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by: Hermina Little


Marketplace > University of Kentucky > Psychlogy > PSY 223 > DEVELOPMENTAL PSYCHOLOGY
Hermina Little
GPA 3.69

Walter Curtis Jr

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Walter Curtis Jr
Class Notes
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This 13 page Class Notes was uploaded by Hermina Little on Friday October 23, 2015. The Class Notes belongs to PSY 223 at University of Kentucky taught by Walter Curtis Jr in Fall. Since its upload, it has received 40 views. For similar materials see /class/228242/psy-223-university-of-kentucky in Psychlogy at University of Kentucky.




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Date Created: 10/23/15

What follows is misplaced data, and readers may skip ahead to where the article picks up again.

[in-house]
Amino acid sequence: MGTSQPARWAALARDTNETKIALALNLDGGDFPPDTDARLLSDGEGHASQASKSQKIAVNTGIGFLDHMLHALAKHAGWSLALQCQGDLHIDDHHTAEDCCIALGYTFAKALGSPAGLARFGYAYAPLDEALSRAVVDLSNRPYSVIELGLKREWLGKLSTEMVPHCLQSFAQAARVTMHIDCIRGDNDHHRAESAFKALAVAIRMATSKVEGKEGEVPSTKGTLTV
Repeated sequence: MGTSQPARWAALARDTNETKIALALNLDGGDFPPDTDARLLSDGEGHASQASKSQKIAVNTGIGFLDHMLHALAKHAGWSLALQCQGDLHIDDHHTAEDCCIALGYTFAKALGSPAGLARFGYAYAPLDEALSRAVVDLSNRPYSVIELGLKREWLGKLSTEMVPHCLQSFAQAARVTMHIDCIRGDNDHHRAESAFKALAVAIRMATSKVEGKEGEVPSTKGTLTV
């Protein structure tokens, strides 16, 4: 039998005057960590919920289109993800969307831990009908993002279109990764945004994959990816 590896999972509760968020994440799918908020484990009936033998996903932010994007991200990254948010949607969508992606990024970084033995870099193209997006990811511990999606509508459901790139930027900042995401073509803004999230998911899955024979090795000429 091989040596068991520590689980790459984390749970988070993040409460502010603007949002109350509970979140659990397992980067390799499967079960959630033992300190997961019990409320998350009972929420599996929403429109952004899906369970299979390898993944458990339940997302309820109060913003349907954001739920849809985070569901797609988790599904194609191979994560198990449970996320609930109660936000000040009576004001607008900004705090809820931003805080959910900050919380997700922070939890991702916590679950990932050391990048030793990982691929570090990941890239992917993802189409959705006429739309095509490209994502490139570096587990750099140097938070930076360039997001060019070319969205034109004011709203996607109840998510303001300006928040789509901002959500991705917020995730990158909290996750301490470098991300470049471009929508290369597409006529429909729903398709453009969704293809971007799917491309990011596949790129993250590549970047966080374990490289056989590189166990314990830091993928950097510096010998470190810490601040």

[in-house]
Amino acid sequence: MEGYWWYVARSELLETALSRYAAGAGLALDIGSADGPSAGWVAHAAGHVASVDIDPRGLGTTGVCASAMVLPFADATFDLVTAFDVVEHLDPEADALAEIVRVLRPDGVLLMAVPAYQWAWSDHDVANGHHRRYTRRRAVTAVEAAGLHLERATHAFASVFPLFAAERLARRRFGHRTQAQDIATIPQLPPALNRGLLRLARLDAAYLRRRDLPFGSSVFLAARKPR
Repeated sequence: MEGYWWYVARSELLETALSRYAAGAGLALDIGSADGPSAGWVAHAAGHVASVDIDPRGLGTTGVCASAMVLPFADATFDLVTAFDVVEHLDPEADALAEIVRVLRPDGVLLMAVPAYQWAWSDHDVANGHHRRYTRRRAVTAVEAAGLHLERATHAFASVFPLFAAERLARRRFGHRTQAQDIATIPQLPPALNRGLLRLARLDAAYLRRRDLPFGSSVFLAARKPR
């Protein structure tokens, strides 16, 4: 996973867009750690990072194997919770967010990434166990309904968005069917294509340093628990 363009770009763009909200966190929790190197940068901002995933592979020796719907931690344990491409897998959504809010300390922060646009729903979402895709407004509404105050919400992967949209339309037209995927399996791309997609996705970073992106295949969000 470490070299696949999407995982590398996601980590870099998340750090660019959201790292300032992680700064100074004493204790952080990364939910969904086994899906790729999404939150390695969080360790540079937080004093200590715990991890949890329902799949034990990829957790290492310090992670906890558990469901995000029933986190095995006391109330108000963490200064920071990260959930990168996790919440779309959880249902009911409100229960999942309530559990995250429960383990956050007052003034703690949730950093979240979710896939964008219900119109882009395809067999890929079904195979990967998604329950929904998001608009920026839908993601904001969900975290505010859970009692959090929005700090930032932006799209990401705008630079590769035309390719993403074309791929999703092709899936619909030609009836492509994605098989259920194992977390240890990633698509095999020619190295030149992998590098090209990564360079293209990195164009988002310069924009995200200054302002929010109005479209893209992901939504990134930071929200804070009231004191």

PSY 223 9 Developmental Psychology 11910 1 Definition a Formal definition of developmental psychology b The developmental approach 11 Historical Context a Historical and philosophical roots ofmodern developmental psychology III The quotbig issues in developmental psychology a What is the basic nature of humans b How does development proceed c What forces contribute to development Formal definition Development 9 systematic continuities and changes in an organism During some time frame 9 conception through death womb to tomb Continuities how things stay the same over time Changes how things change over time Systematic continuities and changes Orderly patterned enduring such as walking which usually occurs around 12 months Many scientific disciplines study development biologists sociologists anthropologists educators etc Developmental Psychology 9 the scientific study of the ways humans change and remain the same over the lifespan 0 Study ofboth behavioral and psychological processes 0 Focus on what changes take place as well as how changes do or do not occur Details 1 Scientific study 9 developmental psychology firmly grounded in scientific methodology and research 2 Behavioral and psychological processes a Behavior directly observable i examples locomotion crawling to walking language vocabulary and grammar b Psychological quotmentalquot processes i examples cognition memory and object permanence emotion regulation of emotion 3 Focus on m changes over time as well as how changes do or do not occur a What 9 descriptive level i example language single words 9 phrases 9 sentences ii Divided into developmental domains cognitive emotion language social biological physical b How 9 mechanisms underlying process Question 1 example language 9 How does a child go from speaking only single words to full sentences AND social 9 How does an infant go from no separation distress to being very distressed when the mother leaves Beginning to formulate answers to these questions 1 Two general processes underlying development a Maturation b Learning Developmental Approach How developmental psychologists look at the world 0 Focuses on a child s behavior and psychology but more importantly how these change over time Advantage we learn about the process of development Want to explain observed changes describing is relatively easy Normative development within individuals Explain variations in development between individuals 00000 What do developmental psychologists do Research teaching Applied developmental psych 0 Practical applications I Help children with learning difficulties I Parenting skills I Help children with social skill deficits avoid peer rejection History 9 historical philosophical underpinnings of developmental psychology Important to consider historical perspective How historical events in uence the treatment of children Early History 0 Children did not have many rights their lives were rarely valued 0 Used for human sacrifice in some ancient civilizations 0 Until 4th century AD Roman parents were legally entitled to kill unwanted unhealthy children 0 At best children were seen as possessions of parents Infanticide not considered murder in Europe until the 12th century AD 17th and 18th Centuries 9 attitudes changed 0 Religious leaders encouraged parents to treat children with warmth and affection 0 Children viewed as innocent and helpless 0 To be protected from adult behavior Enlightenment Era 9 changes in attitude related to in uence of social philosophers o Are children good or bad 0 Are children driven primarily by instinct or are they products of their environment O O O 0 Are children actively involved in shaping their development Or are they passive modeled my parents teachers and society Thomas Hobbes 15881679 I Children inherently selfish must be controlled by society I Passive need to be modeled by parents I Parents need to be very strictharsh to shape children John Locke 16321704 I Mind of the newborn is a blank slate tabula rasa I Development will depend only on experiences with environment I Children have no inborn tendencies I Contribution Children need to be shaped by parents BUT with compassion and praise Jean Jacques Rousseau check on this 17111778 I Children born with an intuitive sense of right and wrong that is misdirected by society I Children as quotnoble savages I Should be given some freedom to follow their inherent positive inclinations Attitudes about children improved in the 17th and 18th centuries but 0 000 O O 0 Still viewed as parental possessions although Parents encouraged not to abuse them to treat with more affection Religious leaders and academics stressed innocence and helplessness of children Encouraged sending children to school Provide moral and religious education teaching and writing would provide a better labor force Major quotIssuesquot in Developmental Psychology Basic nature of humans Good evil or somewhere in between What are we like Central defining characteristics Answer often depends on culture etc Not a quotscientificquot modern dichotomy 12110 has shaped our views on childrearing What are the more current debates about human nature Children as passive or active 0 O Mechanistic view 9 Child is passive recipient of environmental input I Change occurs mostly in response to input from outside the child I Learning theory favors this view of children I Skinner John Watson I example baby cries in crib at night because parent quotreinforcesquot this behavior Organismic view 9 child is active in developmental process I Guided primarily by internal forces I Genetics instinct maturation I Given adequate environment children progress through stages of development 0 These views re ect the naturenurture quotdebatequot in developmental psychology I Forces that contribute to development 0 Organismic 9 nature 0 Mechanistic 9 nurture I What brings development about I What drives development keeps it going Nature 9 geneticsheredity as the predominant force Nurture 9 environment as primary shaper of human developmental change Reality 9 nature and nurture are always interacting to produce developmental change not much in development is purely genetic or purely environmental o Contextualism 9 another quotworld view in developmental psychology I Integration of the naturenurture views I Relatively recent idea 1990s I Many developmentalists favor this view I Development interplay between person and environment I Person and environment are both active in shaping development it I Research in Developmental Psychology Why does this research stuff matter anyway Scientific method General characteristics of good research Correlationcausation Basic strategies research methods How the methods are employed research design Research ethics 00515179 Why Research Matters Many important problems require psychological knowledge for their solution Problems often relate to how people behave Crime greed aggression etc Knowledge is obtained through psychology research Application ofscience to questions about 0 Behavior 0 Thought 0 Emotion Research in development is often important in social issues and policy How many students should be in a classroom What type ofparenting is best Does daycare harm development What s the best way to teach math to a 1St grader Important to understand origins of knowledge We are all research consumers Is all research created equal The Scientific Method In the era of Hobbes and Locke unsubstantiated news was often interpreted as fact Test ofa prediction derived from a theory Researchers must be objective Allow the data to decide the merits of the theory How research is done in developmental psych 1 Pose a relevant question ex Is TV violence associated with aggression o What prediction would one make I Learning theory watching violent TV will be associated with violent behavior I Mechanistic perspective input TV will affect child s behavior despite child s characteristics 2 Decide how to answer the question 0 Choose a methodology I Questionnairesurvey Quantify the data in some way could use Child Behavior Checklist CBCL which is a widely used questionnaire for preschool to adolescents I Observation direct or videotaped not very practical for a violence study 0 Find out if high aggression scores are associated with more violent TV watching I Correlation 0 Number re ecting degree of association between variables 0 Correlation coefficient 0 Previous research suggests a moderate association of040 I Be careful when interpreting correlation 0 Correlation does not equal causation 0 Only a statistical association 0 Then how do we establish causality I Experiment 0 1 Manipulate participant s environment 0 2 Measure change in participant s behavior 0 Allows determination sometimes of cause and effect 0 Better than a questionnaire or other nonexperimental methodology however it is not always practical o How else can we collect data I 1 Questionnairesurvey o Selfreport parent report teacher report 0 Selfesteem etc I 2 Testsassessments 0 Intelligence tests achievement tests etc I 3 Interviews 0 Diagnostic peer relationships etc I 4 Observation 0 Real world naturalistic school 0 Structured in a lab school quotstrange situation I Typically combine multiple methods even to measure the same thing PSY 223 Developmental Psychology 7122010 62900 AM 3 25 l 0 Stages 3 of Language Development Prelinguistic period 0 birth to 10 13 months period before first meaningful words are spoken young infants are very responsive to language from birth infants setup to tune in to human speech by 3 days infant recognizes mother s voice prefer it to the voice of a female stranger Infants also capable of discriminating sounds of speech Discrimination between consonant sounds a bapa data One month olds as good as adults By 2 months babies can discriminate between vowel sounds a and i 0 Sounds production in prelinguistic period all healthy infants are capable of vocalizing at birth prelinguistic vocalizations develop in predictable sequence over first year of life a Neonates crying to communicate needsdistress a 35 weeks cooing repeating vowel like sounds ooh aah a 34 months add consonant sounds begin to bubble papapa mamama 0 may sound like words but not used meaningfully o deaf infants of deaf parents will babble in sign language 0 infants from all language environments sound about the same during early babbling phase 0 suggests that babbling is heavily influenced by biologicalmaturational factors environmental factors come into play a little later 0 For example By 8 months infants babble with a recognizable accent O O O O O 0 Late in babbling stage infants produce vocables 0 unique patterns of sound used to represent objects actions and events 0 Possible Examples m sound when making requests vowel sounds aaaaah when manipulating objects 0 Signals near readiness to talk 0 First sign of pragmatic observed by 7 8 months 0 Infants are often silent while someone else is speaking 0 don t produce a vocalization until that person is finished speallting 0 8 10 months begin to use gestures other nonverbal communication such as pointing 0 Few infants understand individual word meaning before age 1 o correctly interpret non verbals to infer meaning 12 1 7 month olds do understand some word meanings prior to use in their own 0 o 2 Holophrastic Period 0 O 0 12 13 months to 18 24 months One word utterances holophrase often contains an entire sentence s worth of meaning Vocabulary Growth is slow at first one word at a time 3 4 months to attain at lO word vocabulary Early words are simple and idiosyncratic n ba ball awa I wanf Pace of learning quiclltens dramafically 18 24 monfhs n 10 fo 40 new words per week a naming explosion n Many new words are names of objecfs a Typical 2 year old may be able fo produce 200 words 0 comprehends many more 0 Common word usage errors during holophrasfic period l Overexfension u use one word fo refer fo wider variefy of similar objecfs acfions or evenfs n Example car fo refer fo frucllts vans moforcycles n Example doggie fo refer fo all 4 legged furry animals 2 Underexfension u use of a general word fo refer fo a small range of objecfs acfions or evenfs n Example candy fo only referfo minfs n Example coolltie fo refer only fo Oreos o 3 Telegraphic Period 0 18 24 monfhs o combine words info simple senfences go lltiffy daddy home fhere book 0 Telegraphic speech only crifical confenf words many new words are names of objecfs 0 Why are early senfences incomplefe memory limifafion Probably more general producfion consfroinf n can only generafe shorf ufferances 0 only words essenfial for communicafion n Some languages Russian Turkish rely on small grammafical marllters 0 First sentences of children speallting these languages are short but grammatically correct a First acquire most noticeable most necessary aspects of a language 0 Increasing awareness of social and contextual determinants of effective communication 0 By2 pragmatics 2 12 years more proficient at turn tallting aware of relationship between distance from listener and the volume level of their speech Cognitive Development Early Childhood What young children s thinking is like Piaget revisited preoperational thought I Other views of cognitive development 0 End of sensorimotor period 0 emergence of representational thought ability to use one thing to stand for another symbols symbolic representation enables development of language Example fly annoying buzzing insect Example Use language to ask for a glass of water instead of pointing to the sink n play doll representing a real baby building a fort from sofa cushions 0 but still do not have ability to combine or transform information These are mwl ll em 1 quot n Piaget s term for 0 mental action thought 0 use of logic to combine transform and separate information a Example arranging stamp collection by country c Preoperational Stage 0 defined ldrgely by whdl children in This sldge connol do reldlive lo children in concrele operdliondl sldge 7 12 yedrs old 0 Ages 2 7 yedrs o Symbolic representation prelend ploy longuoge develop rdpidly o bul fhoughf is nol fully operdliondl o developmenl in This period is 0 process of overcoming limildlions 3252010 22600 PM 3252010 22600 PM